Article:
The automotive industry is another one that does well during recessions. This is because people continue to need transportation, even when the economy is struggling.
Since the pandemic car prices have increased. Even the used car market has increased in value. Have you tried to buy a used truck? It’s nearly impossible! And, if you can find one, the prices have increased by double digits.
Automotive stocks tend to be more volatile than the overall market, but they typically rebound quickly after economic downturns.
Technology is another industry that does well during recessions. This is because people continue to need technology, even when the economy is struggling. Technology stocks tend to be less volatile than the overall market, making them a safe bet during uncertain times.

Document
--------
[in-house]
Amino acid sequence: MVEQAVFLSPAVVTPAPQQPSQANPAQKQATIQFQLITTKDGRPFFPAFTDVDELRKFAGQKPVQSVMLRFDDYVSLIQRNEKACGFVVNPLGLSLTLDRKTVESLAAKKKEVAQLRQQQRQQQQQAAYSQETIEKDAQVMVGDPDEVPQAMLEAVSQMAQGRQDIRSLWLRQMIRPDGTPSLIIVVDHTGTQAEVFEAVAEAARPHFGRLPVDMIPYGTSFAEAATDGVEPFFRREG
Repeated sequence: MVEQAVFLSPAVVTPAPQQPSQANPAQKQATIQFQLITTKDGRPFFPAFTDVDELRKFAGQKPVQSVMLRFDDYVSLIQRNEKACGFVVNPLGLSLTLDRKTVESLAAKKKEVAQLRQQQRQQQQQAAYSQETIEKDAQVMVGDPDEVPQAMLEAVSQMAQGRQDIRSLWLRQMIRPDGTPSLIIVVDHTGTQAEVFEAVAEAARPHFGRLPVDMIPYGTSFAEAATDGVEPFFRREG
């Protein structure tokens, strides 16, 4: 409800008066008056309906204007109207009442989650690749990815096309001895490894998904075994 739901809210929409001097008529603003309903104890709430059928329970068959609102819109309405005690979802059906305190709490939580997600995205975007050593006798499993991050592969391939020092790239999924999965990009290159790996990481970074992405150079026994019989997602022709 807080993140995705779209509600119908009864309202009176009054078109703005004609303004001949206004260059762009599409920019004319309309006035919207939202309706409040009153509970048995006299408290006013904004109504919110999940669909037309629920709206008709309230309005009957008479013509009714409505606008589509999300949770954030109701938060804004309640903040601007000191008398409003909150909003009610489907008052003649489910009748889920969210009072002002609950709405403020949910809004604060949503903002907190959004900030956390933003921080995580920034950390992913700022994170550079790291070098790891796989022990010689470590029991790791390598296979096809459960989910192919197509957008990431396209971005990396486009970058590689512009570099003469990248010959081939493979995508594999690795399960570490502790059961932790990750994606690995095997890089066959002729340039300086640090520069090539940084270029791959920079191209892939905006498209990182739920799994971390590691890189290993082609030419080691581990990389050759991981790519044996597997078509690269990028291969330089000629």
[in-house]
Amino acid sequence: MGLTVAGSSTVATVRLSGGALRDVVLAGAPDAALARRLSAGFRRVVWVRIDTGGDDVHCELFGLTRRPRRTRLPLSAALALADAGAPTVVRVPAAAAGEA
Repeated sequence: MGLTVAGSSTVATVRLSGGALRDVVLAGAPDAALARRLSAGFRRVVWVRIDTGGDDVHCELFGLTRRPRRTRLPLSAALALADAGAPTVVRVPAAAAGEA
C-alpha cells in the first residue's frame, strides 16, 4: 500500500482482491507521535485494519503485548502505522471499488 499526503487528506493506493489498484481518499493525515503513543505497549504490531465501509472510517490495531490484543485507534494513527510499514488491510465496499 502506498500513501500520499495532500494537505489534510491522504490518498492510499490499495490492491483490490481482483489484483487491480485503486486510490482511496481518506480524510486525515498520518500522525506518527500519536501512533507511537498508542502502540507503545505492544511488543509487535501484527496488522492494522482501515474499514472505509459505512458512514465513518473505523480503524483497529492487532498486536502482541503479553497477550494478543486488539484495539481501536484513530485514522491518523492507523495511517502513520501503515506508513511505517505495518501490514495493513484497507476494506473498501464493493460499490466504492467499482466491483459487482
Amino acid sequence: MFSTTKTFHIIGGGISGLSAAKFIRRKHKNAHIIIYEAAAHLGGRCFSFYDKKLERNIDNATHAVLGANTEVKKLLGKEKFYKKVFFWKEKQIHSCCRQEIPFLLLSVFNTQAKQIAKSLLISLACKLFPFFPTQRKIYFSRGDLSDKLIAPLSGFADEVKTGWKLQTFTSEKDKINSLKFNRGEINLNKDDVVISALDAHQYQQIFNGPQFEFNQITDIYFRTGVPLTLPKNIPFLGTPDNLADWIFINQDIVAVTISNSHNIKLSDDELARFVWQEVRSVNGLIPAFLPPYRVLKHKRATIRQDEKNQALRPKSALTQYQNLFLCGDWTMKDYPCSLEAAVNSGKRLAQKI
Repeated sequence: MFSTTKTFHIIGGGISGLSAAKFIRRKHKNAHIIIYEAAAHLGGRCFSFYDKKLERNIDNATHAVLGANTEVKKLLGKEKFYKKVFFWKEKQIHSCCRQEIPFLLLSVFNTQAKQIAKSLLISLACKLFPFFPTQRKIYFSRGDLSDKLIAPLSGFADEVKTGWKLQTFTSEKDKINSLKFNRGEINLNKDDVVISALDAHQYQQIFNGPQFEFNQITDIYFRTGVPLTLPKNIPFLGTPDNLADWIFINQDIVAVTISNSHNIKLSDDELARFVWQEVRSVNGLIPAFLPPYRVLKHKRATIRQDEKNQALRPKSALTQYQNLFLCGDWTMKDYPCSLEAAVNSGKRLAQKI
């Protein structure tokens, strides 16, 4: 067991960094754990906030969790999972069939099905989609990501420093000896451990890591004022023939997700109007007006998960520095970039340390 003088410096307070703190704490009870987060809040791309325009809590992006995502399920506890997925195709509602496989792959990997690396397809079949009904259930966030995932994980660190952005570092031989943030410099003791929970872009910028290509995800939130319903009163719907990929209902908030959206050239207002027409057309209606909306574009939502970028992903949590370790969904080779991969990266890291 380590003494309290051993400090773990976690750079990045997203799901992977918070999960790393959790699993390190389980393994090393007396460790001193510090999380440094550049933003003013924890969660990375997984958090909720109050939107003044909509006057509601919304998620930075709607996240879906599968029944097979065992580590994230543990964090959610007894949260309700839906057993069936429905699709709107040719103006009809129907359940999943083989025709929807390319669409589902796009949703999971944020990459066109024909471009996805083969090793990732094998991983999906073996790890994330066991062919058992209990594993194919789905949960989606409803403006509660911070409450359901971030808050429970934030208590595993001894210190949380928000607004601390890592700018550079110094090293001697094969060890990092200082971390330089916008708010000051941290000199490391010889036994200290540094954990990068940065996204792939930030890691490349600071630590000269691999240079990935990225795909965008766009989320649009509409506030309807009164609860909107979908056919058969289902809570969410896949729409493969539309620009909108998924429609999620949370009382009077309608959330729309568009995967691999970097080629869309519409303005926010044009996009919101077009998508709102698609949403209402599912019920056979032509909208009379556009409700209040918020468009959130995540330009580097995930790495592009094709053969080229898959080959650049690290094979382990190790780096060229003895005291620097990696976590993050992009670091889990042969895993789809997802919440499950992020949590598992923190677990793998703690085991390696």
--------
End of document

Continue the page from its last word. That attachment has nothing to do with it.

7. Fine Wine
The fine wine industry is another one that does well during recessions. This is because people continue to want to drink wine, even when the economy is struggling. I mean, do you blame them?
Fine wine investments can offer both stability and growth potential during tough economic times. Fine wine is a luxury good, which means that demand for it is relatively inelastic. That means that people will continue to buy it even when their incomes are tight.
As you can see from the year-to-date performances of some of the (generally) better performing stock sectors, it’s never entirely possible to prevent investment losses during a recession. But at the same time, it’s important to protect the capital in your portfolio, to leave you better prepared for future opportunities.
In the meantime, maintain the proper attitude and outlook. Recessions vary in length and severity, so there’s no way to know for sure how well any stock or sector will perform, or if it will provide a positive return. Being guided by past performance, while not a guarantee, is the best view of the future we can get.
And bigger picture, focus your attention on the inevitable end of the recession and the current bear market. It will come and bring better days with it, especially if you can preserve your capital between now and then.